Thursday, September 18, 2003
You'll think this a strange admission from a Unitarian Universalist, but I can't wait to get a copy of Jaroslav Pelikan's new book, Credo. The history of ideas is the only discipline I would go back to school to study, and it was my favorite part of my English and div school work. But my interest is especially motivated by the fact that religious liberals react to doctrine with a peculiar schizophrenia: Unitarian Universalists often say they're "non-creedal" — true enough — and yet they also often quote the liberal religious educator Sophia Lyon Fahs's "It matters what we believe." (Indeed it does.) So perhaps a study of the history and significance of creeds and confessions is especially important to a bunch of heretical religious intellectuals and their denominational heirs.
So go find a copy of the Sept. 20 Christian Century — subscribe, too — and read William C. Placher's review of Credo, "Believe It or Not: Why Creeds Matter." Here are two key paragraphs, broken up and given subtitles by your helpful philocrator:
Confessions arise, [Pelikan] argues, from exegesis, prayer, polemics and politics.
Exegesis. Those who read the Bible seriously (as opposed to those content to memorize a dozen or so all-purpose proof texts) will find themselves puzzling over how to reconcile James and Paul on the relation between works and faith, John 10:30 ("I and the Father are one") and John 14:28 ("the Father is greater than I") and a host of other apparently conflicting passages. Figure out how to put such pieces together in a coherent whole, and you are doing theology; suggest the answer you figured out to your fellow Christians, and you are proposing doctrine; write down what you and they agree on, and you have produced a confession.
Prayer. Similarly, in private prayer and public liturgy, Christians turn to God and need to figure out how they should properly address God. Thus reflection on prayer, like exegesis, leads toward doctrine.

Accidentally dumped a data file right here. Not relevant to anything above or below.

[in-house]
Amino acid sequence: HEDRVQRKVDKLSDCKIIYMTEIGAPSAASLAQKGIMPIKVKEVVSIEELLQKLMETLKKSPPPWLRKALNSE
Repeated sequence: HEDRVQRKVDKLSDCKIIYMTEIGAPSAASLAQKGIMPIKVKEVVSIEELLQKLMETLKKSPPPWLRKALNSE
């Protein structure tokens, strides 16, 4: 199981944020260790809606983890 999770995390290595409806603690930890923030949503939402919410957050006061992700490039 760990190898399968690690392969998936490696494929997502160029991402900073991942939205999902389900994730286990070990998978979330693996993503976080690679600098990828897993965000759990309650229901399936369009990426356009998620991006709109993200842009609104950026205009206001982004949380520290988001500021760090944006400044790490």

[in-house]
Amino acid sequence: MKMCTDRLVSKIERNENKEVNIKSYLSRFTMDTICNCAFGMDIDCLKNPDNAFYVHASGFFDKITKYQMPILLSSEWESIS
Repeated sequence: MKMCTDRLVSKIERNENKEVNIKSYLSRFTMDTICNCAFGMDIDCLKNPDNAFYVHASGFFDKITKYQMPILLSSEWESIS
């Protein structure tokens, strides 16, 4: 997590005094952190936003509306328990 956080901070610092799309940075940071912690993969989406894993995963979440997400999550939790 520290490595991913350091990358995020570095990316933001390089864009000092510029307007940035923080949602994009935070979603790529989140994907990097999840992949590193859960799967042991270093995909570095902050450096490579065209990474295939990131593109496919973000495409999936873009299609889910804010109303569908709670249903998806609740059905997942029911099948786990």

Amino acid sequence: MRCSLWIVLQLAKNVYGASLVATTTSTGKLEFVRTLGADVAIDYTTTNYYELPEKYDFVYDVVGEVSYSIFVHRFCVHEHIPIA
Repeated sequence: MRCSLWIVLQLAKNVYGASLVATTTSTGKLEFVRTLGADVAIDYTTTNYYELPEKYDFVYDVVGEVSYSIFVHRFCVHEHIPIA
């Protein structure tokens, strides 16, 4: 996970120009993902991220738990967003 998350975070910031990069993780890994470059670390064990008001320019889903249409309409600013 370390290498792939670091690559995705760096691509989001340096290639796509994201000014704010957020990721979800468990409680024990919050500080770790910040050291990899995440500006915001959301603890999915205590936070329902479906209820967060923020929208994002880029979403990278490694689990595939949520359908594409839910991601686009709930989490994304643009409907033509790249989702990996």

Polemics. So do polemics and politics. "Wherever there is a creed," Alfred North Whitehead once remarked, "there is a heretic round the corner or in his grave." Pelikan doesn't quite agree—he cites the Apostles' Creed, for instance, as having emerged from baptismal covenants without a primary focus on any particular heresy—but he does readily concede that polemics against heresies are an important reason for the emergence of confessional statements.
Politics. Finally, he admits, politics also plays its role. He quotes the title of a book by the Dutch scholar H.M. Kuitert: Everything Is Politics but Politics Is Not Everything. No creed or confession has been written without political influences at work, but Pelikan maintains that the meaning or importance of any significant creed cannot be reduced purely to its political implications.
Correspondence with a reader of UU World recently led me to the observation that Unitarian "non-creedalism" has two quite distinct roots: One is our "heretical" root in anti-Trinitarian, Arminian, and eventually Romantic and modernist deviations from Nicene or at least Congregationalist orthodoxy. Or, to put it more simply, the "liberals" we regard as forerunners of modern Unitarianism embraced doctrines that fell outside the orthodox doctrinal perimeter. They weren't anti-doctrinal; they just embraced different doctrines, sometimes at great personal peril.
But the other is our "political" root in movements that protested against the imposition of creeds in civic life. Objections to state religions, the prosecution of heretics, and the political authority of religious leaders are expressions of this concern. Call it the "question authority" approach. This root has turned out to be more enduring among Unitarian Universalists.
Early on in American Unitarian history (probably with Theodore Parker) the idea emerged that the church oppressed its own members (or, more accurately, its ministers) when it expected some degree of doctrinal conformity within the church, even though no political coercion was involved. This strikes me as significant, because the political battles for religious freedom and for freedom of conscience were also battles for the freedom of association — the right to join with others who shared a common goal.
But what happens to a group that decides it can't or shouldn't name its common purpose? (The history of the Free Religious Association would be a good case study.) Or, in the case of the Unitarian Universalist Association, when it ducks doctrinal questions and yet treats its bylaws — and its annual resolutions — as if they were proof-texts?
I ask all this because I admit to having become a Unitarian more out of a commitment to the tradition's liberalism than to its unitarianism. But, as Whitehead said, "definition is the soul of actuality," and we're currently struggling with the realization that we've let ourselves get a little undefined. So I find it helpful to have Placher's gloss: "Figure out how to put such pieces together in a coherent whole, and you are doing theology; suggest the answer you figured out to your [co-religionists], and you are proposing doctrine; write down what you and they agree on, and you have produced a confession." But of course, we won't dare to admit that's what we're doing.
Copyright © 2003 by Philocrites | Posted 18 September 2003 at 10:45 PM